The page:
Beach sculpture – Driftwood and Sand – “Emerging” and “Fermentation”

Driftwood and Sand: 24-28 January 2020

I love creating sculptures on the beach at Hokitika for Driftwood and Sand, which is a beach sculpture event that is held in the last week of January each year. This year I made two sculptures from driftwood and harakeke – ‘Emerging” and “Fermentation”.

Over the past year, the beach has been building up from the south, so there was plenty of beach and and an abundance of driftwood for building sculptures.

“Emerging” beach sculpture

I had an idea to create a basket. But then I came across an interesting piece of driftwood: a root system with some slim vertical stems emerging from it. This was ideal for forming the base and stakes of my basket.

Beginnings of “Emerging”

Now for the weavers. There were plenty of long roots amongst the piled up driftwoood which again were ideal.

A collection of driftwood roots

They were different thicknesses and colours and I used these aspects to weave up the sides of the basket. Here are some different views of the basket weaving.

Once in installed on the beach, the finished sculpture just seemed to emerge from the sand and reach for the sky. So, “Emerging” was born.

‘Emerging”

“Fermentation” beach sculpture

I was keen to use noodling or random weaving again this year. I had used this technique for “Voyage” in 2010. But this time I introduced circles created from driftwood roots into the driftwood frame. I wove them together with narrow strips of harakeke (NZ flax). I did this part at home where it was cooler.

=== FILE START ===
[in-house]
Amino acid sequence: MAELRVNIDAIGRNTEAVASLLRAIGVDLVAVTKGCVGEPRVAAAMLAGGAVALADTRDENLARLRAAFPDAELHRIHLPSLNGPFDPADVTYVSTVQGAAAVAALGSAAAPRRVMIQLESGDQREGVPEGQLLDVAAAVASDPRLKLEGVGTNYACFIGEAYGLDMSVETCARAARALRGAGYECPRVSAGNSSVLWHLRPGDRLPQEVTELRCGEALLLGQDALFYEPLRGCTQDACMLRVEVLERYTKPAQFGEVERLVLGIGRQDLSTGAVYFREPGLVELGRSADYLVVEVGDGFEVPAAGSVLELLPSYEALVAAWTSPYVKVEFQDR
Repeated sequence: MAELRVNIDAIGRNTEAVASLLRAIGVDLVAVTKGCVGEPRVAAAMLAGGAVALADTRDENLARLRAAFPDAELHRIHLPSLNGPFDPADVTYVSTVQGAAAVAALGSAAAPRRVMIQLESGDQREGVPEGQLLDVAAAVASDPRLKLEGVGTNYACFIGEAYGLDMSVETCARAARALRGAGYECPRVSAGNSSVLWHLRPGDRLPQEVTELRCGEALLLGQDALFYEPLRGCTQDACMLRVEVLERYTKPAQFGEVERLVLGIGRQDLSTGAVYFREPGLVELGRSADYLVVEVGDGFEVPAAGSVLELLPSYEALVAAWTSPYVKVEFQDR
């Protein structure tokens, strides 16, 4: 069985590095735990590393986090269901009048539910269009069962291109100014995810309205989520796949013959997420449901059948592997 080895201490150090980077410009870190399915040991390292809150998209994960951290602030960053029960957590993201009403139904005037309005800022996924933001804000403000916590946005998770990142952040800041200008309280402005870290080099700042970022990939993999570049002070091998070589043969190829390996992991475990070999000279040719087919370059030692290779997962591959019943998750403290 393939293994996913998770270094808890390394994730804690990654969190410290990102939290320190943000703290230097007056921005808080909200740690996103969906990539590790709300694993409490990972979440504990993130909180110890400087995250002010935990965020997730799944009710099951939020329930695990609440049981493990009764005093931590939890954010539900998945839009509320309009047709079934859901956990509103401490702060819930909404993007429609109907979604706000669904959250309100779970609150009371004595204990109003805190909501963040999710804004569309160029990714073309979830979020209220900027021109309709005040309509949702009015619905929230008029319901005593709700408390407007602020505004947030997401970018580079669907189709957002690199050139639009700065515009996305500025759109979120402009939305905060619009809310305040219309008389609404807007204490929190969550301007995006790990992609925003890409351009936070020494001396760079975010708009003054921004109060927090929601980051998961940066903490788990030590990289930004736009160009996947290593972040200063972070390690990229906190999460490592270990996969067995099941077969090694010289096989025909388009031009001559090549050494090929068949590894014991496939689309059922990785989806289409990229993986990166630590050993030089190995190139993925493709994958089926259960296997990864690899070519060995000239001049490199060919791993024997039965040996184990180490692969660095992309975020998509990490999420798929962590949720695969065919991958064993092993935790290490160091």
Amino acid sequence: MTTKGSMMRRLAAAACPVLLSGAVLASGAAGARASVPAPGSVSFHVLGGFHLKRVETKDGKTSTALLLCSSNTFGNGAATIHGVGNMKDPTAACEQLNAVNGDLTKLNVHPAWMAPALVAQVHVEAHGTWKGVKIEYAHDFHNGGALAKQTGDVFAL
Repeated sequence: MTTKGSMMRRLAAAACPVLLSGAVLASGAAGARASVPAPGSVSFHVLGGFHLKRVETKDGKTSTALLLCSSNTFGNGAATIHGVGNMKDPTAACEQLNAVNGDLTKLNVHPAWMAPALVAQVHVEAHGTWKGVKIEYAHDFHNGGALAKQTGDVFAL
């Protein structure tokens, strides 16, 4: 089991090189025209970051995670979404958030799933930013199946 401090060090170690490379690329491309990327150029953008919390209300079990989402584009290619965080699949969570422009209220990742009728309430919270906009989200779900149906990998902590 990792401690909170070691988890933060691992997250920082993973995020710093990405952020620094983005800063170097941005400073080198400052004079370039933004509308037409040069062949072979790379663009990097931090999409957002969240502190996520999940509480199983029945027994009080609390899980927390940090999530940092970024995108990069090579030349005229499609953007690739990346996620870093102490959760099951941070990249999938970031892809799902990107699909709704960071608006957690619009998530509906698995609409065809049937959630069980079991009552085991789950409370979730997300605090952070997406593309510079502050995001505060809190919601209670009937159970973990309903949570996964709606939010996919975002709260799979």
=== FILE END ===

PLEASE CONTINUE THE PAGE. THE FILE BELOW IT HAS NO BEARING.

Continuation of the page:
Then I went looking for a base. I discovered a large piece of driftwood which was gnarly with holes and very heavy. So, I called in the muscle power of my husband. We then rolled it into the location at the top of a low scarp that I had chosen for the installation.

Bubbles coming out of the base lead to the title – “Fermentation”

The weather was fine and sunny for the duration of the event. I was thrilled to receive the Most Avant Garde award for ‘Fermentation”.

After a couple of weeks, I got a call to say the sculptures were in danger of being washed away with the forecast high seas and tides. So again, I took a trip to the beach and rescued both sculptures. But just the top of “Fermentation”. I managed to fit them into my little Honda Jazz. I thought the base would have to stay on the beach. But no, my loving assistant,once again came to rescue and we brought it home too.

Now, “Fermentation” is installed at the entrance to my new studio.

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